Protest at Mount Maunganui over phosphate shipment
“We demand action now!” is the catch cry of protesters blocking access to Ballance Agri-Nutrient’s company headquarters at Mount Maunganui.
Despite the rain, the Western Sahara Solidarity Aotearoa stood protesting about the rights of indigenous people in Western Sahara by timing their blockade today following reports of a shipment of phosphate due to arrive at the Port of Tauranga.
The IVS Crimson Creek is scheduled to arrive on Monday May 31, weather permitting.
“We are here at Ballance in Tauranga and have officially shut it down,” says Western Sahara Solidarity Aotearoa spokesperson Josie Butler, who has travelled up from Christchurch to be involved in the protest.
“We have people on tripods who are blocking the entranceway and today we are standing up to Ballance for their crimes against indigenous peoples.”
“Whareroa marae which is around the corner is being poisoned daily by Ballance and right now a shipment of stolen blood phosphate from the people of Western Sahara is on its way to the Port of Tauranga,” says Josie.
The protesters are urging the company to stop importing the phosphate rock they contend is plundered by Morocco.
They say that according to the UN, Western Sahara is the last colony in Africa.
“When the coloniser of the territory, Spain, left in 1975, the Sahrawi people were promised a referendum to decide their own future. This never happened,” says a Western Sahara Campaign –NZ spokesperson. “The moment Spain's control ebbed, the neighbouring country Morocco invaded and to this day continues to occupy Western Sahara.”
The Western Sahara Campaign NZ is working with the Sahrawi people to generate political support in order to advance their right to self-determination and to promote their human rights.
“What's the link to New Zealand? New Zealand is one of the biggest importers of phosphate rock from Western Sahara. The phosphate is plundered from the territory by Morocco. The Sahrawi people object to the trade and receive nothing for the plunder of their resource.”
Today, in blocking access to Ballance, the Western Sahara Solidarity Aotearoa group is raising what they feel is the issue of Ballance Agri-Nutrients using the Moroccan occupation of its neighbour Western Sahara to import phosphate rock that they say Morocco plunders from the occupied colony.
“Since November 2020, after Morocco broke the lengthy ceasefire with Western Sahara, the war has been rekindled. This however has not stopped Ballance Agri-Nutrients from continuing to import plundered phosphate rock,” says Western Sahara Campaign NZ representative Mike Barton.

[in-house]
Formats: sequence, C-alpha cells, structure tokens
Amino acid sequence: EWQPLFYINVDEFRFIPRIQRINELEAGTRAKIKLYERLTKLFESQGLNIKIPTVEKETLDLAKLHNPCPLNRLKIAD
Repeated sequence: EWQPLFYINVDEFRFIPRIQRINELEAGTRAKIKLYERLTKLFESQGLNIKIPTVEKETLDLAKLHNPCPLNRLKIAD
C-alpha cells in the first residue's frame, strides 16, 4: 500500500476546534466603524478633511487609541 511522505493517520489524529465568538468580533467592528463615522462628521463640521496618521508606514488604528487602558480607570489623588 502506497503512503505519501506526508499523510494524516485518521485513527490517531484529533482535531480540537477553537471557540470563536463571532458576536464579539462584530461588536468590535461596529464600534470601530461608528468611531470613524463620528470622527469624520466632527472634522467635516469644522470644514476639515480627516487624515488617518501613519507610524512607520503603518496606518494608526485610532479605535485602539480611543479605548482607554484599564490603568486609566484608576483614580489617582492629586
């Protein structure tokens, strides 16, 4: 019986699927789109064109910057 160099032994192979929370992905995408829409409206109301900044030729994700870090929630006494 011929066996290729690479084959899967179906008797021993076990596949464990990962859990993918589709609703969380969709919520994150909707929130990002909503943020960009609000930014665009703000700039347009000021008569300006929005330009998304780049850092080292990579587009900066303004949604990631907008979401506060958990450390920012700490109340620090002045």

The protesters are seeking an agreement with Ballance Agri-Nutrients chair Duncan Coull and CEO Mark Wynne that they will accept an invitation to sit down with representatives of the people of Western Sahara to discuss the matter.
Balance Agri-Nutrients, which is a commercial company not a political organisation, is unlikely to meet with political lobbyists, and state on their website that “we are operating within UN expectations and we are comfortable both legally and ethically sourcing phosphate rock from PhosBoucraa – owned by OCP, approximately 2 per cent of OCP’s managed reserves are in Western Sahara” and that “economic development of the region boosted by trade has a direct positive impact on the local population [of Western Sahara]”.
The Western Sahara Solidarity Aotearoa has a different perspective.
“Today we are standing up and saying ‘this is enough’,” says Josie. “We call on Nanaia Mahuta, Minister for Foreign Affairs to take action for indigenous people. Maori are being poisoned and the indigenous population in Western Sahara is suffering war crimes because of her inaction. We demand action now.”
Some of the protesters chained themselves to the main gate and used bamboo to make tripods to perch on in an attempt to block access to the headquarters of Balance from Hewletts Rd.
Signs held by the protesters carried messages such as ‘Ban Blood Phosphate’ and ‘Blood on your hands Ballance’ while the group chanted ‘Freedom for Western Sahara’.
Balance Agri-Nutrients Head of Communications Aimee Driscoll says they were concerned about safety around the protest.
“We did everything that we could to look after the health and safety of the protesters, our contractors and staff and onlookers,” says Aimee.
“We were shocked and dismayed by the unsafe behaviour of the protesters who were putting themselves and others at risk.”
Police say they were called by the management of Ballance to the site.
“A small group was obstructing the road and standing in a dangerous position,” says a Police spokesperson.
“Police spoke with them and advised them that where they were standing was unsafe and posed a risk, and asked them to move somewhere safer.”
One of the protesters Sam Murphy says that the Ballance site manager agreed to send a message to the CEO Mark Wynne asking for a meeting between Ballance representatives and representatives of Western Sahara. Following this the protesters ended their blockade.